Researchers at the Nicolaus Copernicus University are searching for dark matter
Physicists from the Nicolaus Copernicus University (UMK) in Toruń conducted laboratory search for dark matter. For the first time they experimentally used optical atomic clocks for this purpose. The study has been published in the journal "Nature Astronomy".
Dark matter is a mysterious component of the Universe, whose properties physicists and astronomers are trying to understand. Dr. Piotr Wcisło from the Nicolaus Copernicus University, the first author of the paper, explained that so far the physical effects that suggest the existence of dark matter have only been observed in the galactic scale. Explaining the observed motion of bodies in the galaxies or characteristic refraction (gravitational lensing) of the light that reaches the Earth, would require much stronger gravitational interaction than the one the source of which was visible matter.
"Observation of dark matter in the lab would be a real breakthrough" - said the Polish scientist.
Physicists from Toruń managed to use a tool allowing to search for dark matter and make measurements showing that if dark matter actually did exist, it would not interact with ordinary matter more than a specific value. The tool was an optical atomic clock.
We know from astronomical observations that there is several times more dark matter than the matter we know from everyday life. Dark matter is invisible, and the only way in which we infer its existence, are the observations of the effects of its gravitational effects on ordinary matter. There are several hypotheses trying to explain this state of affairs. For example, researchers are looking for elementary particles that could be responsible for dark matter. Another idea is to correct the theory of gravity to include a correction factor in the relationship between the force of gravity and distance (so-called theories of modified gravity).
Polish scientists have tested yet another hypothesis, according to which there might be macroscopic objects of dark matter, so-called topological defects. They could arise in the early, quickly cooling down universe. This defect can be visualized as a wall of unknown thickness, which "flies" through the universe.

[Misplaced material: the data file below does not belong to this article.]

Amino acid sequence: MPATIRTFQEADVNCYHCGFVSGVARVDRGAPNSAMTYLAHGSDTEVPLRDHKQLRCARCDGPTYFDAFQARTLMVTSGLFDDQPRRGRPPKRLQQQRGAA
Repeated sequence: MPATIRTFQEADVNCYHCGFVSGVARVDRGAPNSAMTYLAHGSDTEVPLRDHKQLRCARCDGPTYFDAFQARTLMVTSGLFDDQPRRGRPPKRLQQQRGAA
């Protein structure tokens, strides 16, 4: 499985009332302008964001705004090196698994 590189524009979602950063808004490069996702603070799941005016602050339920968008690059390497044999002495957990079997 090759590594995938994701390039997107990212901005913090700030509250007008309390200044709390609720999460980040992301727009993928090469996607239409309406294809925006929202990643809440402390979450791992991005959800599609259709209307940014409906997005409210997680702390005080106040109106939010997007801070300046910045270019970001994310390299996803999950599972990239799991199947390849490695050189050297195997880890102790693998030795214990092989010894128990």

"If such an object would travel through the National Laboratory of Atomic, Molecular and Optical Physics (FAMO), and if somehow couple with the standard matter that we know, at this point the most sensitive equipment in the world, which is an optical atomic clock, would starts to >tick< a bit differently" - explained Dr. Wcisło.
World physicists considered this kind of experimental before, but it was assumed that for the measurements, in addition to the primary atomic clock, one would needed another reference clock in a very remote location. This would require a fibre optics connection for example between Poland and Japan.
Dr. Wcisło came up with another idea that allowed to use only one atomic clock. It turns out that the frequency reference standard could be not only ultracold atoms, but also an optical cavity - one of the standard components of the atomic clock. Frequency of light absorbed by the atoms and passing through the cavity will react differently to a meeting with the sought-after object. Its presence will manifest as the difference between the two frequencies.
Prof. Roman Ciuryło from the Nicolaus Copernicus University noted that atomic clocks using ultracold atoms and optical cavities had been known for years, but so far experimenters did not see this potential. Simple connection of facts, as in the case of the experiment of the Toruń group, has led to interesting consequences.
A new method of searching for dark matter allows to set further restrictions on the properties of dark matter. This will allows to check and reject wrong hypotheses. But the method potentially also allows to actually detect dark matter. In addition, it is very cost-effective: there is no need to build special, expensive laboratories, because the data in the experiment are obtained from an existing device, built for other scientific purposes.
"The fact that today we can test these ideas, is the fruit of the efforts of the Polish community of scientists involved in atomic, molecular and optical physics taken since the beginning of this century. The establishment of the National Laboratory FAMO in Poland allowed to develop ultra-modern technologies and the branches of physics, whose achievements have allowed to build the Polish Optical Atomic Clock. This, in turn, gave the opportunity to tackle one of the most fascinating mysteries of the Universe" - emphasised Prof. Ciuryło.
The members of research group from the Department of Atomic, Molecular and Optical Physics, Institute of Physics, Nicolaus Copernicus University were: Dr. Piotr Wcisło, PhD Dr Piotr Morzyński, Dr. Marcin Bober, Dr. Agata Cygan, Dr. Daniel Lisak, Prof Roman Ciuryło, Prof. Michał Zawada.
All measurements were performed at the National Laboratory of Atomic, Molecular and Optical Physics (Krajowe Laboratorium Fizyki Atomowej, Molekularnej i Optycznej, KL FAMO) using the Polish Optical Atomic Clock (Polski Optyczny Zegar Atomowy POZA), built two years ago by researchers from the University of Warsaw, Jagiellonian University and the Nicholas Copernicus University in Toruń.
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